The Supreme Court Justice Who Almost Single-Handedly Decided a Presidential Election

If you want to become President of the United States, you have to campaign for it. You have to be popular. You have to earn votes.

Lots of them.

Seriously…. You need millions of votes. Yes, we know that it is the Electoral College that really matters, but if you’re going to win there, you need the support of a whopping-big number of voting citizens, right?

What if it only took one vote? What if one person could single-handedly decide who gets to be the most powerful person in the world? Would you want to be that person? If you had that chance, would you take it?

Once upon a time, there was a man who had that chance. This is the story of what he did with his history-changing opportunity.

David Davis

David Davis was Abraham Lincoln’s campaign manager in the 1860 election. He was rewarded for his service and loyalty when Lincoln appointed him to the Supreme Court in 1862 as Associate Justice.

For most lawyers, earning a seat on the Supreme Court would be the high point in their careers. That was not the case for Davis. He had his sights on loftier goals. Although appointed to the Court by a Republican, Davis was not an ideologue. When the Labor Reform Convention met to nominate a candidate to represent the party in the 1872 presidential election, it chose Davis.

Justice Davis said that he had not sought the nomination, but the nature of the presidency was such that it had to seek its own. As such, he could not decline the nomination. As the standard-bearer for a minor third party, however, he knew he needed broader support if his candidacy had a prayer. He hoped that support would come from the Liberal Republican Party. When it nominated Horace Greeley, instead, Davis saw the writing on the wall. He withdrew from the race. Even so, he managed to receive one electoral vote. He also had the sensibility to keep his seat on the Supreme Court during the campaign, so he still had a job.

Samuel Tilden (left) and Rutherford B. Hayes (right) fought in the close election of 1876.

Davis may have missed out on a chance to become President, but that doesn’t mean that he was content to remain on the Supreme Court. Four years later, he had an opportunity for a career change. The way that played out carried more consequences than anyone could have guessed. at the time.

The 1876 election was the most-disputed presidential election in the nation’s history. The popular vote was split between Republican Rutherford B. Hayes receiving 4,288,546 votes, and Democrat Samuel Tilden getting 4,034,311. As previously mentioned, it is the Electoral College vote that really matters. One hundred eighty-five electoral votes were needed to clinch the election. Tilden was almost there, with 184 votes on his side. Hayes had only 163. Four states, Oregon, Louisiana, South Carolina, and Florida, with a combined electoral vote total of 22, remained unresolved. Hayes would have to win each of those states to push his vote total across the finish line.

Congress created a special Electoral Commission to resolve the disputed 22 electoral votes. The Commission consisted of 15 members, with five from the House of Representatives, five from the Senate, and five from the Supreme Court. The majority party in each of the legislative houses appointed three members, and the minority party got two. This arrangement received bipartisan approval because of David Davis. Under the plan, each party was assured of having 7 reliable votes. Davis, despite his close association with the nation’s first Republican president, was widely viewed as nonpartisan.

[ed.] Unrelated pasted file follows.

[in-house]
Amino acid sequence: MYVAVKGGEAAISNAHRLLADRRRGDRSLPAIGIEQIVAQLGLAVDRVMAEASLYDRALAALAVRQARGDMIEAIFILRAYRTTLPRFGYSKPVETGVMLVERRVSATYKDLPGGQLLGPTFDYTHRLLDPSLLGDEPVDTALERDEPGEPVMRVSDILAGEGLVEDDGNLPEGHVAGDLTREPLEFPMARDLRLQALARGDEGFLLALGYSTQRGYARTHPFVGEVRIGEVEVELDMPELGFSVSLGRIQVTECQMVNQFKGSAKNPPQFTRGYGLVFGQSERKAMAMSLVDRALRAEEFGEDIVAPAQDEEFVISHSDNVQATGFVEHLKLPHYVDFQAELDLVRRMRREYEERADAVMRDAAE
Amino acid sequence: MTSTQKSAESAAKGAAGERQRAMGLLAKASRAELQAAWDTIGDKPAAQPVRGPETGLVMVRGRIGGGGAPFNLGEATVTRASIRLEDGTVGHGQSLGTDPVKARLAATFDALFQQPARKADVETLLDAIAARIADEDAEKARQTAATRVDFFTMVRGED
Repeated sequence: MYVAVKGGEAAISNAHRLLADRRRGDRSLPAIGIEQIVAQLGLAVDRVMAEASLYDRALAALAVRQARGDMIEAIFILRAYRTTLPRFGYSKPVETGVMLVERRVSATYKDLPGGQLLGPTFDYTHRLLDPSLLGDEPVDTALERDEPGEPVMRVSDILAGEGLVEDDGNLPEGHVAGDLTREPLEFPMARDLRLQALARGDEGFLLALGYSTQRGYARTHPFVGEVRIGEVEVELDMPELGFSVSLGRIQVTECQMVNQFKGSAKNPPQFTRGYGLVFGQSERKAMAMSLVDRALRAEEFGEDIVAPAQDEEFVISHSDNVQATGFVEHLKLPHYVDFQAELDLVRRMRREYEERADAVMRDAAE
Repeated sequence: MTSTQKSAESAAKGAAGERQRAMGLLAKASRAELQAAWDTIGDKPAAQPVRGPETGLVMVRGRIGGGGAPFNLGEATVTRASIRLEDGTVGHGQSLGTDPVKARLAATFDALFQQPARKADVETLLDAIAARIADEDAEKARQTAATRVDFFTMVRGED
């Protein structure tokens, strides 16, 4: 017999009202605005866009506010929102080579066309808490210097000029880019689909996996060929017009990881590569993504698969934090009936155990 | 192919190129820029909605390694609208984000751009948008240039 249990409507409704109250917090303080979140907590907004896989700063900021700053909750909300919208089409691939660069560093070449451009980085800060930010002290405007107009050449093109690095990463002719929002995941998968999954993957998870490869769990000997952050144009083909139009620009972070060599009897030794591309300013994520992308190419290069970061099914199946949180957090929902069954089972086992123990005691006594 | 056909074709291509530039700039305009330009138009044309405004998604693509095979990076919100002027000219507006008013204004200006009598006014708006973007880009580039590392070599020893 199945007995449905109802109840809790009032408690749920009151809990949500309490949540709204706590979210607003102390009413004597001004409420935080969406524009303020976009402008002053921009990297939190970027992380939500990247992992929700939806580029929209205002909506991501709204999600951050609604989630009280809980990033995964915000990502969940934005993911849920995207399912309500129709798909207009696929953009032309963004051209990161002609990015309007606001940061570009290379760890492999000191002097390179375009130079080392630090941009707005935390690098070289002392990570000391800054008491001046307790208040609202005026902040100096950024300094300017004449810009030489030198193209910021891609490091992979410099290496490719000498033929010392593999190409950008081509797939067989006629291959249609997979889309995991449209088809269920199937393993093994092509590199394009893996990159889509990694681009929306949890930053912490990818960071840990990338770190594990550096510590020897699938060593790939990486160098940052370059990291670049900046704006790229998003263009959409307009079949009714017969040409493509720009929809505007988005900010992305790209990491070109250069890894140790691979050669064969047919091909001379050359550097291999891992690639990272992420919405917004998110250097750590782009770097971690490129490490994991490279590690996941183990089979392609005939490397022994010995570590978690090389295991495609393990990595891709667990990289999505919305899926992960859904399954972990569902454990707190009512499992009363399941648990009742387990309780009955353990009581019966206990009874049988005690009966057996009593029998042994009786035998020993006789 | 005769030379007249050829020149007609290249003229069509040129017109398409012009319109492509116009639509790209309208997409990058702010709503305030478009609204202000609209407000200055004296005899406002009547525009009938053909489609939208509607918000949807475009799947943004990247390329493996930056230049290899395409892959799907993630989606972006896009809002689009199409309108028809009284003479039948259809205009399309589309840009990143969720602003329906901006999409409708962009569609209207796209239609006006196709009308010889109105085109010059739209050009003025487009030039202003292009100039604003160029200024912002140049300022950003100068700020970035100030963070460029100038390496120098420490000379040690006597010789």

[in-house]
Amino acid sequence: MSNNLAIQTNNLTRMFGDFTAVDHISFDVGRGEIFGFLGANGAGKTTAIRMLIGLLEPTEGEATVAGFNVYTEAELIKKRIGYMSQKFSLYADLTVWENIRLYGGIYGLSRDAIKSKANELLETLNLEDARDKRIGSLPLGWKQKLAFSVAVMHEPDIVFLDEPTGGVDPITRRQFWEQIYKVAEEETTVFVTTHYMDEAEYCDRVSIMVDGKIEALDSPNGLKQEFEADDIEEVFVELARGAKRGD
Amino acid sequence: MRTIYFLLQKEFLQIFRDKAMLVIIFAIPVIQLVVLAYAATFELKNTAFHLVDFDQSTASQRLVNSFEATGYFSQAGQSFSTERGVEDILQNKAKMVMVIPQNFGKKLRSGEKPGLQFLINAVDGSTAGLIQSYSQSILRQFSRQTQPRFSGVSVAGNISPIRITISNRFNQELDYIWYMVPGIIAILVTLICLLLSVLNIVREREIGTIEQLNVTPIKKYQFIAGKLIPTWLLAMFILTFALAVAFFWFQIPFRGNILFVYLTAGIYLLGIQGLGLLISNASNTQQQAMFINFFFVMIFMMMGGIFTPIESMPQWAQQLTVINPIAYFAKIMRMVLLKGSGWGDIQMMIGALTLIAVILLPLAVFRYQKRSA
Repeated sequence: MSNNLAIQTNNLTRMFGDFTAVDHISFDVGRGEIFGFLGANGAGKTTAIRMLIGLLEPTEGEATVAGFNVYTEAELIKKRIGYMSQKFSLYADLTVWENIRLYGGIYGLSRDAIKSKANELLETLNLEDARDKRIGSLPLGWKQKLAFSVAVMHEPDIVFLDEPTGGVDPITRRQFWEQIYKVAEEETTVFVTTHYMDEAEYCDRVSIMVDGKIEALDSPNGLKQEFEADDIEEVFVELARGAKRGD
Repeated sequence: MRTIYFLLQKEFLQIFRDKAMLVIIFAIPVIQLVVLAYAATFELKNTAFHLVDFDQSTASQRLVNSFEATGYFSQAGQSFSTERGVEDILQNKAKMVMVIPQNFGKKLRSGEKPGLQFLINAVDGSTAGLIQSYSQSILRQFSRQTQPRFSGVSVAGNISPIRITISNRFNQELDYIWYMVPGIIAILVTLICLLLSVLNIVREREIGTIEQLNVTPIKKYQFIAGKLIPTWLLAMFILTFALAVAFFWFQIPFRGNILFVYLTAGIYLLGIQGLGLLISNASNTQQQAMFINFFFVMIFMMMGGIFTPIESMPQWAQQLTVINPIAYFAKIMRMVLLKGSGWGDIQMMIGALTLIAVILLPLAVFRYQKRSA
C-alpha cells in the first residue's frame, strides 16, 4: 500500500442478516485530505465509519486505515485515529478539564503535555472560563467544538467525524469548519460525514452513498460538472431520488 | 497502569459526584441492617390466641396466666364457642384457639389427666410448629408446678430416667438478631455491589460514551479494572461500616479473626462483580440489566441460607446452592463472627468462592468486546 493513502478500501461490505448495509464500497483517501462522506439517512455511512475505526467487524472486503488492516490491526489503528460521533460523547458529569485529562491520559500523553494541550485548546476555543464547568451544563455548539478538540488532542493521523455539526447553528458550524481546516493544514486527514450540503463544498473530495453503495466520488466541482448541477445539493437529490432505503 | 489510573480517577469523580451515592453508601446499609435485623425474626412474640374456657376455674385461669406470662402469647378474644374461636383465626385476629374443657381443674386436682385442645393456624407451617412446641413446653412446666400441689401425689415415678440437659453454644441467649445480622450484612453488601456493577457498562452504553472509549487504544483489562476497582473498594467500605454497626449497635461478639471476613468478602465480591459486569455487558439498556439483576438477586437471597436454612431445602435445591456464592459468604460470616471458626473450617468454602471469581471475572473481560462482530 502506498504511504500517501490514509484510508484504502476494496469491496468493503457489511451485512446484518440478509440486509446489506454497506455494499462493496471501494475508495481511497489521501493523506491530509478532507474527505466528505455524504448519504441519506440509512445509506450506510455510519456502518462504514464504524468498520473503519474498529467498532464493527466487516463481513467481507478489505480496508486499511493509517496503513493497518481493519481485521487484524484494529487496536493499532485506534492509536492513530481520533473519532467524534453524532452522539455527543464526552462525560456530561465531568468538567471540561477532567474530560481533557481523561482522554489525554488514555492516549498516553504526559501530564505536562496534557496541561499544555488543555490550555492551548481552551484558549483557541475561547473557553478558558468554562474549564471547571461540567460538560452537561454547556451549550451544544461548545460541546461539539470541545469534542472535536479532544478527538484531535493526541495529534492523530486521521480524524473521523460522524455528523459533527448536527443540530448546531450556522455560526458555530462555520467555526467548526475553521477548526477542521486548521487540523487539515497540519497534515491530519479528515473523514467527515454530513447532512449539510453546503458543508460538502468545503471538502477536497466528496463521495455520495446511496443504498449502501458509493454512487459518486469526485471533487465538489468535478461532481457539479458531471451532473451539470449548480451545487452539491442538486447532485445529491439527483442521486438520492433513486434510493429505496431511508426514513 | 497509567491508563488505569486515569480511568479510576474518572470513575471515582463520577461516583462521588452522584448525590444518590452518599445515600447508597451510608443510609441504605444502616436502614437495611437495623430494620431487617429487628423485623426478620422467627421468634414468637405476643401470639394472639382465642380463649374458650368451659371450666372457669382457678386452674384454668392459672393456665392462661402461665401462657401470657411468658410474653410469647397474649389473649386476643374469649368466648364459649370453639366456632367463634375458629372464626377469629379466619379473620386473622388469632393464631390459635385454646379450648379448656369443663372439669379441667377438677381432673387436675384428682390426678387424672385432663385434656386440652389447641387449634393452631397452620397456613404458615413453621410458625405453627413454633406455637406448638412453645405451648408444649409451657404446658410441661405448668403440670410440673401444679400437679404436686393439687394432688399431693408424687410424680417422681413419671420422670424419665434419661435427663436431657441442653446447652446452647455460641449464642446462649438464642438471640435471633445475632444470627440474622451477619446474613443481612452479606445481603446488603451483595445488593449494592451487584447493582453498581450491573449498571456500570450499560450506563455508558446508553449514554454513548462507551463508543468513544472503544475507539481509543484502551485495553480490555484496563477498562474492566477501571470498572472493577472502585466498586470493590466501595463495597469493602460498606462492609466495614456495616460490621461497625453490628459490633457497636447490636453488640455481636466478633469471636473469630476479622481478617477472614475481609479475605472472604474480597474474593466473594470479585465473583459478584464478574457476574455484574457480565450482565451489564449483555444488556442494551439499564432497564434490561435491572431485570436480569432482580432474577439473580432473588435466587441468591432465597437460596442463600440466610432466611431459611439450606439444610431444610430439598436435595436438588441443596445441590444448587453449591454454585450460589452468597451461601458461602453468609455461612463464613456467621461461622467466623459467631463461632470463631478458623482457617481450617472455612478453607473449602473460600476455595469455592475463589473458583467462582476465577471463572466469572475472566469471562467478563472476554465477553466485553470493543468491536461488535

As the plans for the creation of the Commission neared fruition, no one — perhaps not even Davis — knew which candidate he favored. All eyes were on him to cast the deciding vote that would award 22 electoral votes and the presidency itself.

Before the members of the Commission could be formally appointed, however, fate intervened. In the days before the 17th Amendment to the Constitution, U.S. senators were elected by the legislatures of the states. When the Illinois legislature met to fill an open seat in the Senate, David Davis’ name floated to the top of the list. Illinois Democrats assumed that they could gain favor with Davis by throwing their support to him. In doing so, however, they made one of the worst political blunders of all time.

The Democrats expected the senator-elect to remain on the Supreme Court until the work of the Electoral Commission was completed. Instead, Davis unexpectedly resigned from the Court so he could assume his seat in the Senate. His replacement on the Commission was Justice Joseph Philo Bradley, a nominee of Ulysses S. Grant and a devout Republican. From the moment of Bradley’s appointment to the Commission, the outcome of the election was never in doubt. The Commission awarded all 22 disputed votes and the White House to Hayes on an 8-7 vote.

Davis missed out on becoming president, as well as being the one person to single-handedly decide the presidency. Even so, he still managed to get very close to the top spot. When James A. Garfield was assassinated in 1881, his vice president, Chester A. Arthur, took over. Under the terms of the Presidential Succession Act of 1792, the next person in line to the presidency was the President pro tempore of the Senate. (Read this article for a more detailed explanation of the presidential order of succession.) The Senate was evenly divided between Republicans and Democrats. The only way to reach an agreement about who should hold this potentially-critical office was to turn to the junior senator from Illinois who was known to be solidly non-partisan.

The man who could have decided a presidential election with one vote was, from October 13, 1881, to March 3, 1883, one heartbeat away from becoming President of the United States.

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